And You Thought It Was Safe(?)


The Avengers (2012)


The Island (2005)
Parts: The Lens Flare Horror

Parts: The Lens Flare Horror

I expected to hate The Island. But 2005 was a real bi-polar year. We all learned what it meant to miss New Orleans, but look on the bright side: Batman came back to unexpectedly-viable life, I was enjoying all the benefits of dating a Reed College student, and Michael Bay directed a film that doesn’t totally suck. It’s not good…but it fits in with the general tone of this site a whole hell of a lot better than, say, The Rock. I’m a Sci-Fi geek through and through. Gave up making apologies for that sometime in the early-90s, around the time Star Trek started rocking my world.

As such, I could care less about frat boy circle jerks, like the Bad Boys duology or Pearl Harbor. This film faced longer odds then a sailor on the U.S.S. Arizona on December 7, 1941. And yet it…kinda…sorta…beat them. Continue reading



The Spirit (2008)
See? Isn't it pretty?

See? Isn’t it pretty? Doesn’t that distract from how empty it all is?

You know what’s really hard? Trying to tell when Frank Miller’s kidding. Does he take us all for suckers? Is his latter-day career just an extended practical joke? Or – like all good artists stewing in their own pretensions – does he take himself and his work 100%, no-holds-barred seriously? Honestly, Frank…why so serious?

The Spirit is one of those movies that got lost in the shadow of that other superhero flick from the summer of 2008. And that’s really too bad. Sooner or later, someone’s going to “rediscover” it and label it a cult classic. We’ve got to be prepared for that, and prepare to fight against it, because this movie is everything hateful and wrong about modern superhero stories. Continue reading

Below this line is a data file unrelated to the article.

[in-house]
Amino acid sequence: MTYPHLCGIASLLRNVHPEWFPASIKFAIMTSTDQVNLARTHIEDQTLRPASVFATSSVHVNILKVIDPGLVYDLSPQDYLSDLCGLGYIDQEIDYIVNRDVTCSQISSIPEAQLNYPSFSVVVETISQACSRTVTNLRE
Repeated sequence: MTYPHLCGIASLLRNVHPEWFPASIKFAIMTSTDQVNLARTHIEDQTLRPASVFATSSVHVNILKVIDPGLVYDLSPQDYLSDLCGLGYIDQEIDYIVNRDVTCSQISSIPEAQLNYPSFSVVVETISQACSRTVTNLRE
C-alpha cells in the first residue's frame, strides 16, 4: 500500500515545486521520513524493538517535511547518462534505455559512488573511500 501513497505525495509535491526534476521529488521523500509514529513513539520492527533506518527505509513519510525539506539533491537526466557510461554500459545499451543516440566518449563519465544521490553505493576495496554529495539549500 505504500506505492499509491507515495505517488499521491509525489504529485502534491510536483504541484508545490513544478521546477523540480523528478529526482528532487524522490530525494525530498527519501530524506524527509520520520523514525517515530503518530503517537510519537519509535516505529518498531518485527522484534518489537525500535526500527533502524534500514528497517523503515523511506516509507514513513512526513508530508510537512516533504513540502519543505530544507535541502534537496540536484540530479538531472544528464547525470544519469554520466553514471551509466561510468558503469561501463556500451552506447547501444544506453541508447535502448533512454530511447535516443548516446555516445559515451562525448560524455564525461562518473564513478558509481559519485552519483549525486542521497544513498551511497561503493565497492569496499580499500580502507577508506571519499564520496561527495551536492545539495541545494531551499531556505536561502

Iron Man 2 (2010)
Rhode Island Red

Tony, sporting the Rhode Island Red

Given that Iron Man 2‘s already a Designated Hit of the Year, nothing I can say will make the least bit of impact on the film’s bottom line. I find that rather freeing, because I don’t have to pretend the film is some amazing stand-out example of its genre. It’s not bad, but it’s still a fuzzy-headed rehash of tropes that should be familiar to anyone who’s watched a superhero sequel. The Villain Hypertrophy, the mawkish sentiment, the origin of A Sidekick, the Hero striving against his Fate, trying to shore up his Legacy against Death’s inevitable encroachment while simultaneously learning how to play well with others – it’s all here. And it’s all so mind-numbingly safe I had to slap myself with a Netflix envelope just to recall why I was here. Continue reading